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Re: Australian Helicopter Industry Association

Postby hand in pants » Tue Feb 16 2016, 11:37

Now half way through February and the silence is deafening.
The only movement I've seen is an amendment to an instrument about something. All this means is they can't even get the instruments right.
I suppose now that the minister has been flicked, we are going to suffer another fool in the job and it'll be months before he is even told about the crapfest that is part 48, 61, 141 and 142. And then nothing will happen.
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Re: Australian Helicopter Industry Association

Postby County » Tue Feb 16 2016, 21:47

I would like to think that the new minister might take an interest in this débâcle.
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Re: Australian Helicopter Industry Association

Postby Evil Twin » Wed Feb 24 2016, 06:58

Think I just spotted some tumbleweed rolling past this thread. Further proof that we are going to be lumbered with this ill thought out, over complicated crap that is Parts 61, 141,142 among others.
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Re: Australian Helicopter Industry Association

Postby JohnHopkins » Wed Feb 24 2016, 09:40

So what have you done to help Evil Twin? All you seem to do is whinge.
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Re: Australian Helicopter Industry Association

Postby Evil Twin » Wed Feb 24 2016, 09:44

JohnHopkins wrote:So what have you done to help Evil Twin? All you seem to do is whinge.


Am I taking money from people and stating that change is coming?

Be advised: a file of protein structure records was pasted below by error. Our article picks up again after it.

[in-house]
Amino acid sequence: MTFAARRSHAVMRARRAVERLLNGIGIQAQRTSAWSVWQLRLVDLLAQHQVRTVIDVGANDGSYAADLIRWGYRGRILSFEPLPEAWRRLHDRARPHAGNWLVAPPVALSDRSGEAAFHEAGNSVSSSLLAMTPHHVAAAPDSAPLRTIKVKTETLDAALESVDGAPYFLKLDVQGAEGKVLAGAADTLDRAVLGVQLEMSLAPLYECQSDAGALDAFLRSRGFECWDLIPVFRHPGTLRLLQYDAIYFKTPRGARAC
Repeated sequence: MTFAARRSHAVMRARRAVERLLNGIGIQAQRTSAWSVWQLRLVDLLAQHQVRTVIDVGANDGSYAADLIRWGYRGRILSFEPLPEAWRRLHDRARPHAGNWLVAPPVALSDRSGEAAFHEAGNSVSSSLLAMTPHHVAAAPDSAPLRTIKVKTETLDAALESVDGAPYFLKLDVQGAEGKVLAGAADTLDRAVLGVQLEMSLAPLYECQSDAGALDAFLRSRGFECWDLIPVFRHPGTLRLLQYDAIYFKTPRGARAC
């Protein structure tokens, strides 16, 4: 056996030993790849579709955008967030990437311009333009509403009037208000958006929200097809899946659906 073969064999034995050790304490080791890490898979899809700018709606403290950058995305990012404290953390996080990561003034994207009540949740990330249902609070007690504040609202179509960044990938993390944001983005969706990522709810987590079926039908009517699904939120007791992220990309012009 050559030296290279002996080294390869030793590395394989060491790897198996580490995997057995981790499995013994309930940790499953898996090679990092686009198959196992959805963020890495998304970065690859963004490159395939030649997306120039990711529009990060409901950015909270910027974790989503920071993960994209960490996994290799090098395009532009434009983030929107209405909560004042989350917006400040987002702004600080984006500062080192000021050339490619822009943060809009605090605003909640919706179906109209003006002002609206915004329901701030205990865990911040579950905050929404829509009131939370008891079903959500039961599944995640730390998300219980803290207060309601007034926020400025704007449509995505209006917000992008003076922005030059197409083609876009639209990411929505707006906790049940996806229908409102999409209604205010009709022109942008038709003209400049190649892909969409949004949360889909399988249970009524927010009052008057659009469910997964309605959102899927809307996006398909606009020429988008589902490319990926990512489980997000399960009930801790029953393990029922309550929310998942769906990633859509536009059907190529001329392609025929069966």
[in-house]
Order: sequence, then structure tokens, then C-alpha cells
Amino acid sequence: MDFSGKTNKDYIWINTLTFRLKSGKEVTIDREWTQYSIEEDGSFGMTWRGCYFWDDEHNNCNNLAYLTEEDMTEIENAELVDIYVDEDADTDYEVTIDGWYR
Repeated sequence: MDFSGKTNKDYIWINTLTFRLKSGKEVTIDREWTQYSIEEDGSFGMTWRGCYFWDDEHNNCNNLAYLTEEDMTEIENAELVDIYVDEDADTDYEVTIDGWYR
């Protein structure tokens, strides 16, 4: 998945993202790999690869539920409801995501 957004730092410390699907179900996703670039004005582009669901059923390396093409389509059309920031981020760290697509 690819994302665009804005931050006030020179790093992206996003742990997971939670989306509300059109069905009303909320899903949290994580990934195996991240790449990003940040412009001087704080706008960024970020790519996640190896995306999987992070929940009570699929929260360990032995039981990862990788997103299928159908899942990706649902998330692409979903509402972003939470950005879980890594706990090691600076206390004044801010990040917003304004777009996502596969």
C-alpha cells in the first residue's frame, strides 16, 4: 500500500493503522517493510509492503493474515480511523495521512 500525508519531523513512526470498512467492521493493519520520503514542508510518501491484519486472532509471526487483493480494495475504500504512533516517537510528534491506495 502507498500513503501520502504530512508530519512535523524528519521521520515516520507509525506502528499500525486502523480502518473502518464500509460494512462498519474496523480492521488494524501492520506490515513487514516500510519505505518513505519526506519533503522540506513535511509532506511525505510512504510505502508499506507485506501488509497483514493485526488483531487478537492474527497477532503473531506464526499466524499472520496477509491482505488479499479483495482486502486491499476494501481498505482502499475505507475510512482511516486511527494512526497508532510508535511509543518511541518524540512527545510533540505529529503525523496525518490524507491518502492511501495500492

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Re: Australian Helicopter Industry Association

Postby AHIA » Thu Mar 10 2016, 19:59

11 Mar ’16. Australian Register Update.

Register – 7 March 2016. The Australian Civil Aviation Safety Authority’s aircraft register totals 15,313 aircraft. Of this number 11,506 were aeroplanes, 1,003 gliders, 256 motor gliders, 397 manned balloons 2,151 helicopters, the latter make up (14%) of all registrations.

The helicopter fleet consists of 1,325 piston (61%) and 826 turbine (39%) powered helicopters. A closer look shows the turbine powered group has 573 single engine (69%) and 253 multi-engine helicopters (31%).

Location of operators. QLD – 788; NSW – 450; WA – 348; VIC – 269; NT – 177; SA – 59; TAS – 54; ACT – 5. Number crunchers and job seekers will note percentages are: QLD – 37%; NSW – 21%; VIC – 16%; NT – 8%; SA, TAS and ACT all less than 3%,

Past year’s growth. Overall registrations (March to March) grew from 15,267 to 15,313 or 46 aircraft. Not a good result at 0.3%. In brief; piston helicopters from 1,304 to 1,325, up 21 (1.6%); SE turbine from 563 to 572, up 9 (1.6%) and ME turbine from 247 to 253, up 6 (2.5%).

In summary, CASA Register’s growth has flat lined when the GDP has increased by 2 to 3%. Overall helicopter growth is very slow at 37 or 1.7%,

Global rating. It is believed Australia has the second largest listing in the Western World and that we are closely followed by Brazil.

A report soon on the Indo-Asia-Pacific Region’s growth.

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Re: Australian Helicopter Industry Association

Postby hand in pants » Fri Mar 11 2016, 06:43

And another month has gone by and no word on what's happening with 48 - 145.
Surely there has been some progress towards sorting the crap out.

Or are we just throwing out handing in the air and copping it on the chin......................